Governments and companies worldwide are looking to blue and green hydrogen as the answer. Excitement has focused on hydrogen’s potential in three areas:

  • To store excess renewable energy when the electric grid cannot accommodate and save it for later use
  • To decarbonize sectors that are hard to power with electricity
  • To replace fossil fuels as a feedstock in chemicals and fuel production and transportation

By 2035, McKinsey & Co. forecasts that 60% of hydrogen in use will be emission free. The Big Three and other automakers including Toyota and Mercedes Benz are committing to heavy duty fuel cells, particularly for trucks, and gas turbine and pipeline manufacturers are making equipment that can transition from natural gas to blue and then green hydrogen once supply chains ramp up.

However, widespread adoption of hydrogen hinges on making emission free sources cost competitive. According to private energy data provider BloombergNEF, green hydrogen currently costs up to $9.62 per kilogram compared to $2.72 for blue. The United States aims to reduce the cost of emission free hydrogen to $1 per kilogram by 2030.

Federal dollars for hydrogen

Between the recently enacted Inflation Reduction Act (IRA) and last year’s Bipartisan Infrastructure Bill (BIL), the federal government is investing tens of billions of dollars to reduce carbon emissions, with specific funding aimed at the development and promotion of emissions free hydrogen.

The BIL included funding for three “Energy Earthshots” — far-reaching initiatives by the Department of Energy (DOE) to jump-start the country’s clean energy economy:

  1. Clean hydrogen
  2. Long duration energy storage
  3. Carbon negative technologies

Earlier this summer, DOE started planning for total investment of $8 billion in regional clean “hydrogen hubs” to “accelerate innovation to spur demand of clean hydrogen by reducing costs by 80%” — and thereby encourage broad industrial, energy, and transportation uses. The concept of a hydrogen hub is described as a “network of clean hydrogen producers, potential clean hydrogen consumers and connective infrastructure located in close proximity.”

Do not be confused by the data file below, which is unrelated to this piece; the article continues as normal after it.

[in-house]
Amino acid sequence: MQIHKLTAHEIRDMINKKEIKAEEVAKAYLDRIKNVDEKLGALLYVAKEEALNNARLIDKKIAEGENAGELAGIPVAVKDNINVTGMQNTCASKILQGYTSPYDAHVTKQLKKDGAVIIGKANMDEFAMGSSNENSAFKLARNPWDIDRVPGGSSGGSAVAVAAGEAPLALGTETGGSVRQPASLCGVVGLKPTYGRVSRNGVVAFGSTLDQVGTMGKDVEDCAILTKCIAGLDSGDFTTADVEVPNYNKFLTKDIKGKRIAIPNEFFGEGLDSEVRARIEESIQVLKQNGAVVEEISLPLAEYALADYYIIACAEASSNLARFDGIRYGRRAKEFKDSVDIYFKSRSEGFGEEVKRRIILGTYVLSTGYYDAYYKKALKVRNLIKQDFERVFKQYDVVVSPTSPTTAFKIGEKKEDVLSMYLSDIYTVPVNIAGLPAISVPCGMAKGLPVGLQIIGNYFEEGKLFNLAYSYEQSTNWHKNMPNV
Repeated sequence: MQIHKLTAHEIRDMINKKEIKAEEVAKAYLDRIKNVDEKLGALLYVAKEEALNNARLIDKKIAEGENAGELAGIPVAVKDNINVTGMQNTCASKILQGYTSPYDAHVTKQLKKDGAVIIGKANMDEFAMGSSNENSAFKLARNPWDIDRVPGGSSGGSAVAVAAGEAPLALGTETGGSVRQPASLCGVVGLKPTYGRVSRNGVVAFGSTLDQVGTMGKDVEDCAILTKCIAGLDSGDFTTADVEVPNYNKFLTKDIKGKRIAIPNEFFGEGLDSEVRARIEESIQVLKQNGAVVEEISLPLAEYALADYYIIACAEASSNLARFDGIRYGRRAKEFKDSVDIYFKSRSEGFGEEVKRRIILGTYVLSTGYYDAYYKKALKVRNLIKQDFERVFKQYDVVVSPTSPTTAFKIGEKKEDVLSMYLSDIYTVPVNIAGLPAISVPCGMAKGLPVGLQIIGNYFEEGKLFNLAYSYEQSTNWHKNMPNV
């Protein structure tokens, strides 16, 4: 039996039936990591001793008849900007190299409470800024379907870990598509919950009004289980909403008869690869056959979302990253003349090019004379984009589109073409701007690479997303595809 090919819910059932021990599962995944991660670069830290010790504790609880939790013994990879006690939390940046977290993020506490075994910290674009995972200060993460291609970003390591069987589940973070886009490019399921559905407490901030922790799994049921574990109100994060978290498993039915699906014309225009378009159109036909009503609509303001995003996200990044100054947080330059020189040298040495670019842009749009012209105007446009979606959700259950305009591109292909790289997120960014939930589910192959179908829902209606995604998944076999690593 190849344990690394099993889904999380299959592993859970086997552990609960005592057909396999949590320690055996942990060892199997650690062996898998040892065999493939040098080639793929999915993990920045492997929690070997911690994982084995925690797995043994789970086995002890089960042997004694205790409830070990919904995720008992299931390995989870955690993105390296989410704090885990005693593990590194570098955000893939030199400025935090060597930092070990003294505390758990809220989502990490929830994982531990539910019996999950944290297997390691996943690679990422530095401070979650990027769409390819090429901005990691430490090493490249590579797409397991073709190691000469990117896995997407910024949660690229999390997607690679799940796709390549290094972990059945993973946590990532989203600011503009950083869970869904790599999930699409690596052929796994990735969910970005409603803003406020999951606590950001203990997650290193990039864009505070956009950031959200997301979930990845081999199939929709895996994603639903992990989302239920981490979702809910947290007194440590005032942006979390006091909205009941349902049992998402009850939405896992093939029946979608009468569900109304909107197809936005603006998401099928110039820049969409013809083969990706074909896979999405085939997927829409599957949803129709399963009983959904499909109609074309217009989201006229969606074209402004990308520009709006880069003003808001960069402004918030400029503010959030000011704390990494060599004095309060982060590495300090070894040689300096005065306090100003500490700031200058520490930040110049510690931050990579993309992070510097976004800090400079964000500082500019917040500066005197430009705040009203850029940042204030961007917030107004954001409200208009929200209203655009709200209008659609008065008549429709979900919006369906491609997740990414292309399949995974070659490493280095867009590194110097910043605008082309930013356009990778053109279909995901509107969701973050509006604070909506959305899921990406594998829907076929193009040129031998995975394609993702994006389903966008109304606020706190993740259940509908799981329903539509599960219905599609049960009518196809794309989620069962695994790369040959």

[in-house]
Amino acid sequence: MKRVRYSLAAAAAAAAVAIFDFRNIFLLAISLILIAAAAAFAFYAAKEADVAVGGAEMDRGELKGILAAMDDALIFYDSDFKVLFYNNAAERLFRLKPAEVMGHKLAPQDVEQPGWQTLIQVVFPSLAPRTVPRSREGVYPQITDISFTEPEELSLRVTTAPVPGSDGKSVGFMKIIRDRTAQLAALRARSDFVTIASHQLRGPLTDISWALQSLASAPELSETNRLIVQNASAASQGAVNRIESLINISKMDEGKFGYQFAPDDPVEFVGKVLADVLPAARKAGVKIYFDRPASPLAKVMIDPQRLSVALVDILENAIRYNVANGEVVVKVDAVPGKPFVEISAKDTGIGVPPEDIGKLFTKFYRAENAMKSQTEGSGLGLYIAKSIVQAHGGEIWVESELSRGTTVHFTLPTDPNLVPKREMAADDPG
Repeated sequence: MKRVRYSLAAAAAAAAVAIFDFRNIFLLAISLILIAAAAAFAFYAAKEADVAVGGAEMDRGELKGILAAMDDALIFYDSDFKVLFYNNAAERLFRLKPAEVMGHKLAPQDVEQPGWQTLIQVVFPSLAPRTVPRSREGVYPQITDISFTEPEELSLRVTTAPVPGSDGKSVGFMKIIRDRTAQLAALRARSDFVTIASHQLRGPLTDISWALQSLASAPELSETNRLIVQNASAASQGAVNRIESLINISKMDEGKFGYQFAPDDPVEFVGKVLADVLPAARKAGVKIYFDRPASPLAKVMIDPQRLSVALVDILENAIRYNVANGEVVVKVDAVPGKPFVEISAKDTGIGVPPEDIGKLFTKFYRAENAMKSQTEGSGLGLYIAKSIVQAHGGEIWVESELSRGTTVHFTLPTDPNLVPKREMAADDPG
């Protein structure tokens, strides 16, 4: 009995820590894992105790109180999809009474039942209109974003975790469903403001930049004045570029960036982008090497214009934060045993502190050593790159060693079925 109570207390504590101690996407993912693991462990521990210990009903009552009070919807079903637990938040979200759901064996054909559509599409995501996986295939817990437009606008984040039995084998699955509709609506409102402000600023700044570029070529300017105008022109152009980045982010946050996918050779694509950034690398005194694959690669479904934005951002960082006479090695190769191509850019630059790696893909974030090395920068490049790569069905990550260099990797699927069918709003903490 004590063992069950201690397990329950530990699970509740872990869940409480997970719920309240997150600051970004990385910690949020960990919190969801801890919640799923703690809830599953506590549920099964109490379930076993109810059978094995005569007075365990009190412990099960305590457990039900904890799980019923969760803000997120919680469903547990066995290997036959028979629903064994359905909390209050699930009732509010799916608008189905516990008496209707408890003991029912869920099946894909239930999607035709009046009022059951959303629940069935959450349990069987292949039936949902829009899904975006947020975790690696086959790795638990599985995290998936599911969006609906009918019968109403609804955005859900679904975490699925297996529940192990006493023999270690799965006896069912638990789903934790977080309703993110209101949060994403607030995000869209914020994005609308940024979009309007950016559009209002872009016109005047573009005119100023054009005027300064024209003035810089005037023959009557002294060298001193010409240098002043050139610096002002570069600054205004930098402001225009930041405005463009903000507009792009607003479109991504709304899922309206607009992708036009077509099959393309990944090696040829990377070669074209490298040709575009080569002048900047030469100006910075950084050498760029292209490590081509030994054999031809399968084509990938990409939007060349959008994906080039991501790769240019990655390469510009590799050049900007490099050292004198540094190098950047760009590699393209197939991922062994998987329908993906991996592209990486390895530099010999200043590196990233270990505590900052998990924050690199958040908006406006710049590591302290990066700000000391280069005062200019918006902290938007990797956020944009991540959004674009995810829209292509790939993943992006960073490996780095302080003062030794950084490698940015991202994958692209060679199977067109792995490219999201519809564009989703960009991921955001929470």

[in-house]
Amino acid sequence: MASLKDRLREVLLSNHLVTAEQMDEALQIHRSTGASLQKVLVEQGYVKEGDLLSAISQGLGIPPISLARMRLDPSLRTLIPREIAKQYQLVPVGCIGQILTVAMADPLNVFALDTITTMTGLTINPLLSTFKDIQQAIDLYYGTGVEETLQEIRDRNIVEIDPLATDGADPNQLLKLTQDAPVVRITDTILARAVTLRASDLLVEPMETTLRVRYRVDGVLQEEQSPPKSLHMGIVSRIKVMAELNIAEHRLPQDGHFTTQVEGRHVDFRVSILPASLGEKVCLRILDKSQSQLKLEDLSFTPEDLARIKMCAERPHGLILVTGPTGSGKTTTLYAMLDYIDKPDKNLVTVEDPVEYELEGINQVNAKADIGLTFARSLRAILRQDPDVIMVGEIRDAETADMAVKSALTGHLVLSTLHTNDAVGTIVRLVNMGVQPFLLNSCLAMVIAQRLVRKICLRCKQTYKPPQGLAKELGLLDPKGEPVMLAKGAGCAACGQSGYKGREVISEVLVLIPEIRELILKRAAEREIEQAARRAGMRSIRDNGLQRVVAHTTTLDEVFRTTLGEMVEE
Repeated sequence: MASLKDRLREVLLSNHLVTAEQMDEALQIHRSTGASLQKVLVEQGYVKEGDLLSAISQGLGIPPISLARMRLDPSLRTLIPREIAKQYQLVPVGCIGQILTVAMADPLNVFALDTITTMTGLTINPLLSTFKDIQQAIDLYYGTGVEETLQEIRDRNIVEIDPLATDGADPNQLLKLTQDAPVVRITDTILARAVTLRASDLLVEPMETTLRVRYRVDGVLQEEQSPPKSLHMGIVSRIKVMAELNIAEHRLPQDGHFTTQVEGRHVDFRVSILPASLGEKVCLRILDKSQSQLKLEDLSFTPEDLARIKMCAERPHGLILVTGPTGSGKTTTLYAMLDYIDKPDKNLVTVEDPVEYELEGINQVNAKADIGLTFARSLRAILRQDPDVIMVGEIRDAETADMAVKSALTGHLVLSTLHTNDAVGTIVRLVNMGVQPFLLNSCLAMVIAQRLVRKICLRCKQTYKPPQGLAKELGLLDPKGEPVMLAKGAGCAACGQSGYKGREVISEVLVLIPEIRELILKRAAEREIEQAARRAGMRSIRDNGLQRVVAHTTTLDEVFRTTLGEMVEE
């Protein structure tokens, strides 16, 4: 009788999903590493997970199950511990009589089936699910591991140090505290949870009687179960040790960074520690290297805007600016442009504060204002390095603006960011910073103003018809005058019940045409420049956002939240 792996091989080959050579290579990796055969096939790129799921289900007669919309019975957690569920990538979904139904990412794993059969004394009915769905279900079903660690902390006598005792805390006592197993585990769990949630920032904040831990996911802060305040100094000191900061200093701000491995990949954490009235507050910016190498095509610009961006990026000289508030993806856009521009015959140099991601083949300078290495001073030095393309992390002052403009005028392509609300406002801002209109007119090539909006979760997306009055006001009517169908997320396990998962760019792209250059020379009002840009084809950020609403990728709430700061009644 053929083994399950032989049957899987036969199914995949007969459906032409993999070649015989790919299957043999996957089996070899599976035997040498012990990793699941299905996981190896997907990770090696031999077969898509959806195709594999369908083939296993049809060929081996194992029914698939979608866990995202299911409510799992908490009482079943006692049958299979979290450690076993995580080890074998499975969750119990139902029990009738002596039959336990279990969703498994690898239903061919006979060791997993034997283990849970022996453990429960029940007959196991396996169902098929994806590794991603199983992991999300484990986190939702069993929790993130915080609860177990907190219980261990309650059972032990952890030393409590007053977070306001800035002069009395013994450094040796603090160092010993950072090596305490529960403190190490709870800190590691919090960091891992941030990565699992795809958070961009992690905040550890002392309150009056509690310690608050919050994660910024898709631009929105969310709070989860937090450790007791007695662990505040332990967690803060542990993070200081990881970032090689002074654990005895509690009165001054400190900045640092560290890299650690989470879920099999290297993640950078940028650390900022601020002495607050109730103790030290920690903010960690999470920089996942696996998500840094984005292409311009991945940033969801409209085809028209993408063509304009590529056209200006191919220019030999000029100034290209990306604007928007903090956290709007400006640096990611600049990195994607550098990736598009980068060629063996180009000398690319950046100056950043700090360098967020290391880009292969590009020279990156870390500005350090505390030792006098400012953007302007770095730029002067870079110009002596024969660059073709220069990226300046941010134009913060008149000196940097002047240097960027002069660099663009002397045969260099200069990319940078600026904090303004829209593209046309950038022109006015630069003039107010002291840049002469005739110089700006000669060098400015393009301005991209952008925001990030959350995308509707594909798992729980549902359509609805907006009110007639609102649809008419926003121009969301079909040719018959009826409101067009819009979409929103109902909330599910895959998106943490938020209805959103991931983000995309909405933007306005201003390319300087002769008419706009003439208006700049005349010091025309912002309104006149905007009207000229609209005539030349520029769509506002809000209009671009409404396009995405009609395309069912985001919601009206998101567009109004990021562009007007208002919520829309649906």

Tax credits built into the IRA for both blue and green hydrogen and CCS go even further. The IRA aims to lower green hydrogen costs to rates competitive with the predominant feedstock of natural gas and accelerate the timetable for bringing green hydrogen to the market at scale. In doing so it anticipates that energy-intensive industrial and heavy transport sectors will rapidly transition to green hydrogen use as it becomes the quickest and most predictable way to save on energy costs and benefit from tax premiums.

Even before the recent federal funding, the United States was seeing hundreds of millions of dollars a year in public and private investment pour into hydrogen, according to the Fuel Cell and Hydrogen Energy Association.